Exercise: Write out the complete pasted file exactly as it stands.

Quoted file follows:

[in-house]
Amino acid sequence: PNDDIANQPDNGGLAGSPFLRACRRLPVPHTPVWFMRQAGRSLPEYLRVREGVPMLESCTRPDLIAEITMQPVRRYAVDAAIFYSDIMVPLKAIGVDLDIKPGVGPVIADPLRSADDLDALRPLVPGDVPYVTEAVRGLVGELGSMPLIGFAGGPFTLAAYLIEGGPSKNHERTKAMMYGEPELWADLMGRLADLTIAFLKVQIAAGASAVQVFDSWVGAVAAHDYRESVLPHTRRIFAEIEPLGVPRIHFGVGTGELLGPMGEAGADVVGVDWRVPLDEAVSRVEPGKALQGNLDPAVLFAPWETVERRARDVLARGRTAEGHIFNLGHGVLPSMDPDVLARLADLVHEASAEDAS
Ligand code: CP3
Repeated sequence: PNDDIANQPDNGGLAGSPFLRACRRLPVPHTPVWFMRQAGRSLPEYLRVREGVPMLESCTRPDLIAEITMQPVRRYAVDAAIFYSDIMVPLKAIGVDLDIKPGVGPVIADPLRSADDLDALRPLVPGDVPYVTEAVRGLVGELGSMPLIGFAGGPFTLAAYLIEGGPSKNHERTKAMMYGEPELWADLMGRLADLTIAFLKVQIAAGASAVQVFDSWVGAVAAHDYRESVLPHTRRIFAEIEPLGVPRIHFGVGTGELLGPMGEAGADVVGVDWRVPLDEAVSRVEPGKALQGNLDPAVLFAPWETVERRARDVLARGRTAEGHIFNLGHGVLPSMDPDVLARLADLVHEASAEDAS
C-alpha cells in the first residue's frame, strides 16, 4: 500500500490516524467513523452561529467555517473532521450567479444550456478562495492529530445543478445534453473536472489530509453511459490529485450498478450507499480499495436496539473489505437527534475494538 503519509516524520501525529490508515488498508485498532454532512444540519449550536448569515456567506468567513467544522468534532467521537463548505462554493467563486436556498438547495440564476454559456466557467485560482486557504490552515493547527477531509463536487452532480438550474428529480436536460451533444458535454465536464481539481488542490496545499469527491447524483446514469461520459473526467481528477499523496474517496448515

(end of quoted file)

[in-house]
Amino acid sequence: PNDDIANQPDNGGLAGSPFLRACRRLPVPHTPVWFMRQAGRSLPEYLRVREGVPMLESCTRPDLIAEITMQPVRRYAVDAAIFYSDIMVPLKAIGVDLDIKPGVGPVIADPLRSADDLDALRPLVPGDVPYVTEAVRGLVGELGSMPLIGFAGGPFTLAAYLIEGGPSKNHERTKAMMYGEPELWADLMGRLADLTIAFLKVQIAAGASAVQVFDSWVGAVAAHDYRESVLPHTRRIFAEIEPLGVPRIHFGVGTGELLGPMGEAGADVVGVDWRVPLDEAVSRVEPGKALQGNLDPAVLFAPWETVERRARDVLARGRTAEGHIFNLGHGVLPSMDPDVLARLADLVHEASAEDAS
Ligand code: CP3
Repeated sequence: PNDDIANQPDNGGLAGSPFLRACRRLPVPHTPVWFMRQAGRSLPEYLRVREGVPMLESCTRPDLIAEITMQPVRRYAVDAAIFYSDIMVPLKAIGVDLDIKPGVGPVIADPLRSADDLDALRPLVPGDVPYVTEAVRGLVGELGSMPLIGFAGGPFTLAAYLIEGGPSKNHERTKAMMYGEPELWADLMGRLADLTIAFLKVQIAAGASAVQVFDSWVGAVAAHDYRESVLPHTRRIFAEIEPLGVPRIHFGVGTGELLGPMGEAGADVVGVDWRVPLDEAVSRVEPGKALQGNLDPAVLFAPWETVERRARDVLARGRTAEGHIFNLGHGVLPSMDPDVLARLADLVHEASAEDAS
C-alpha cells in the first residue's frame, strides 16, 4: 500500500490516524467513523452561529467555517473532521450567479444550456478562495492529530445543478445534453473536472489530509453511459490529485450498478450507499480499495436496539473489505437527534475494538 503519509516524520501525529490508515488498508485498532454532512444540519449550536448569515456567506468567513467544522468534532467521537463548505462554493467563486436556498438547495440564476454559456466557467485560482486557504490552515493547527477531509463536487452532480438550474428529480436536460451533444458535454465536464481539481488542490496545499469527491447524483446514469461520459473526467481528477499523496474517496448515